Fig 3 . Heave-time plots of flooring panels provided with and without cushion 4.3 Influence of granular piles on the heave of flooring panels Fig. 4 shows the heave-time plots for flooring panels provided with and without granular piles. As can be observed from this figure, the efficacy of granular piles either anchored or not in the heave control of flooring panels is considerably higher when compared to the CNS cushion. The possible reason for heave control with granular piles could be due to a partial restraint to the initial movements that help to limit the overall ground heave. Similar mechanisms were explained by previous investigators also [15 & 16]. The reduction in heave is observed to be about 61% when the flooring panel is provided with granular piles whereas it is about 89% when the flooring is provided with granular anchor piles. This clearly indicates that the granular anchor piles are more effective than that of plain granular piles in controlling the heave of flooring panels resting on expansive soils which could be due to integrated action of the granular pile material.

90

Untreated floor

80 Granular p iled floor

Heave (mm)

70

Anchored granular p iled floor

60 50 40 30 20 10 0 0

20

40

60

80

100

Time (days )

Fig. 4. . Heave-time plots of flooring panels provided with and without granular piles

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A Field Study On Heave Reduction Of Flooring‌ V.

Combined Influence Of Cushions And Granular Piles On The Heave Of Flooring Panels.

As can be seen from Fig. 5, the heave of flooring panels is further reduced when it was constructed over the CNS cushion and granular piled ground. The reduction in heave is observed to be about 68% when the flooring panel is provided with granular piles cum cushion whereas it is about 92% when the flooring is provided with granular anchor piles and cushion. Untreated floor Cus hion + Granular piled floor Cus hion + Anchored granular piled floor 90 80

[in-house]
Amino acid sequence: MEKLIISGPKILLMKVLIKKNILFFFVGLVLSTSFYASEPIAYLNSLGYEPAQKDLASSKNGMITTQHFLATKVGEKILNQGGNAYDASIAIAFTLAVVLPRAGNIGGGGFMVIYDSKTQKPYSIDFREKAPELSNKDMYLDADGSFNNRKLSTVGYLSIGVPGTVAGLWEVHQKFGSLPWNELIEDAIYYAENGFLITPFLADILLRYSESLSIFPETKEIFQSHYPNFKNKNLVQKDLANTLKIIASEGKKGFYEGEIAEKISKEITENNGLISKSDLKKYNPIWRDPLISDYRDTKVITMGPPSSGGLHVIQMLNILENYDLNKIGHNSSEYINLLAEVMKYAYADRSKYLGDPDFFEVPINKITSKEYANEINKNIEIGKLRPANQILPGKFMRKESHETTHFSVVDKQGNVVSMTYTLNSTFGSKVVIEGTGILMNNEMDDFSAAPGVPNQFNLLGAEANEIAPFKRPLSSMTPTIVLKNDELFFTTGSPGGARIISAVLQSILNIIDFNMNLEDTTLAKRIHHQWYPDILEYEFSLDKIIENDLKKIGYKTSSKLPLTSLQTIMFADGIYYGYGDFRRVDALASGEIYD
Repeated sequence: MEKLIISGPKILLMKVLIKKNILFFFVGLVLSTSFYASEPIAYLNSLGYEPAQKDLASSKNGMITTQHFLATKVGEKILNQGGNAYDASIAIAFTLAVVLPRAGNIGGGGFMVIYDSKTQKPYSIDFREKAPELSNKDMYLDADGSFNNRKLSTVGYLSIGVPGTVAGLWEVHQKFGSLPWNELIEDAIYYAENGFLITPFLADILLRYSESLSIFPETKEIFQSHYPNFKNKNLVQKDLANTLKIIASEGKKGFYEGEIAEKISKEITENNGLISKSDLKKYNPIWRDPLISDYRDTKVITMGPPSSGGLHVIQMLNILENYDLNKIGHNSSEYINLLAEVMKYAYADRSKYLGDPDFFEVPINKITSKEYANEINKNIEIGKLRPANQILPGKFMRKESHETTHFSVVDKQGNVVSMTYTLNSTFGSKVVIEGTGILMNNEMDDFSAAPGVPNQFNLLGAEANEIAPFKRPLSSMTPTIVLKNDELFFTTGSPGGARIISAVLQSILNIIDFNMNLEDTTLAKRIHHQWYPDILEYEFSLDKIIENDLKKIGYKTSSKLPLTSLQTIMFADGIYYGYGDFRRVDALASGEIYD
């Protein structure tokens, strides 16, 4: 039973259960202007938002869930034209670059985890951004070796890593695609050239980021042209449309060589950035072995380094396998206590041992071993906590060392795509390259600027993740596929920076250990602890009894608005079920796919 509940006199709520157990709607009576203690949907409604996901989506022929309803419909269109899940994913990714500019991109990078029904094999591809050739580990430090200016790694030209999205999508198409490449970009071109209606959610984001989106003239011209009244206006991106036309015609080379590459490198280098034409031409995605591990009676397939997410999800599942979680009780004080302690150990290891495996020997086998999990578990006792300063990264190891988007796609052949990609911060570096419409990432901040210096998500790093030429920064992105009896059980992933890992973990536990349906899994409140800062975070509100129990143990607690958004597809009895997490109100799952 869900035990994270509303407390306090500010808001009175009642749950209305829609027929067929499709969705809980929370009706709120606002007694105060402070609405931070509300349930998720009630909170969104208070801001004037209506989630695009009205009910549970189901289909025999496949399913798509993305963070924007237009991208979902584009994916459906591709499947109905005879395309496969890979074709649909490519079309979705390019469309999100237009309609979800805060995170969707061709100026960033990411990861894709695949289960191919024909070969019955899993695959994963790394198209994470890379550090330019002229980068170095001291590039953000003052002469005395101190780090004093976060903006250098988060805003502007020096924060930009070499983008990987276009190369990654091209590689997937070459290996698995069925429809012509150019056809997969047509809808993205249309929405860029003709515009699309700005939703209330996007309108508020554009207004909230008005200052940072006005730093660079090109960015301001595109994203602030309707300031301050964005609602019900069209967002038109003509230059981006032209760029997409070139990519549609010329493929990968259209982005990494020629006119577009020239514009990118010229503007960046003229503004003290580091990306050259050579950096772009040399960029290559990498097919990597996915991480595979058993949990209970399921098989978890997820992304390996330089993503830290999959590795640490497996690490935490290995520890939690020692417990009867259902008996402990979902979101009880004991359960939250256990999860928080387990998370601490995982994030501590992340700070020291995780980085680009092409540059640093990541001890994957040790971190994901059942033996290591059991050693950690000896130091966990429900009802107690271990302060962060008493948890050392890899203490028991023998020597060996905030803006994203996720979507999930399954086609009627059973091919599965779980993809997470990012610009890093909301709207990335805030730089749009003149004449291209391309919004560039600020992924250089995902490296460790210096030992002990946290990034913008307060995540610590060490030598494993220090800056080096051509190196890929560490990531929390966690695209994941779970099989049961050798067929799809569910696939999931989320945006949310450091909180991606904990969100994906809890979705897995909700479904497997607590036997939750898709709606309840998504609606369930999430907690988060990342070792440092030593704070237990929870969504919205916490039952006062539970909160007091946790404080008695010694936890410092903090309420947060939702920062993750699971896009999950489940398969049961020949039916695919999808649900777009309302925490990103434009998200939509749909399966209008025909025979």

Heave (mm)

70 60 50 40 30 20 10 0 0

20

40 60 Time (days )

80

100

Fig. 5. Heave-time plots of flooring panels provided with and without granular piled cushions VI. Cyclic Swell-Shrink Movements The cyclic swell-shrink movements of flooring panels were measured for about 4 years to observe the long term performance of the flooring panels and presented in Fig. 6. From this figure, it can be observed that the seasonal movements are decreased by 63% and 88 % for granular piled and anchored granular piled flooring panels respectively whereas for cushioned panel, the reduction is about 26%. The reduction in heave could be attributed to the mechanism of self stabilization of clay bed due to the initial restraint to heave by piles or gradual wetting by the presence of CNS cushion.

120

Untreated floor

Cushioned floor

granular piled floor

Anchored granular piled floor

100

Heave (mm)

80 60 40 20 0 -20

0

200

400

600

800

1000

1200

1400

1600

Time (days) Fig. 6. Cyclic swell-shrink behaviour of flooring panels with treatment alternatives

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A Field Study On Heave Reduction Of Flooring… VII.

Conclusions

The following conclusions are drawn based on the in-situ studies made on the behaviour of flooring panels provided with cushions and granular piles. [1] Use of 0.5 m thick CNS cushion over the expansive clay bed could control the heave of flooring panel by about 26%. [2] The heave of flooring panel is reduced by about 61% when it is provided with granular piles whereas it decreased by about 89% when it is provided with granular anchor piles. [3] The heave of flooring panels resting on expansive soils could be controlled to about 92% by combining the techniques of cushion and granular anchor piles. [4] From the cyclic swell-shrink studies, it is observed that the combined influence of both cushions and granular piles provided below floorings is found to be effective in controlling the flooring movements.

[1] [2] [3] [4] [5] [6]

[7] [8] [9]

[10] [11] [12]

[13] [14] [15] [16] [17]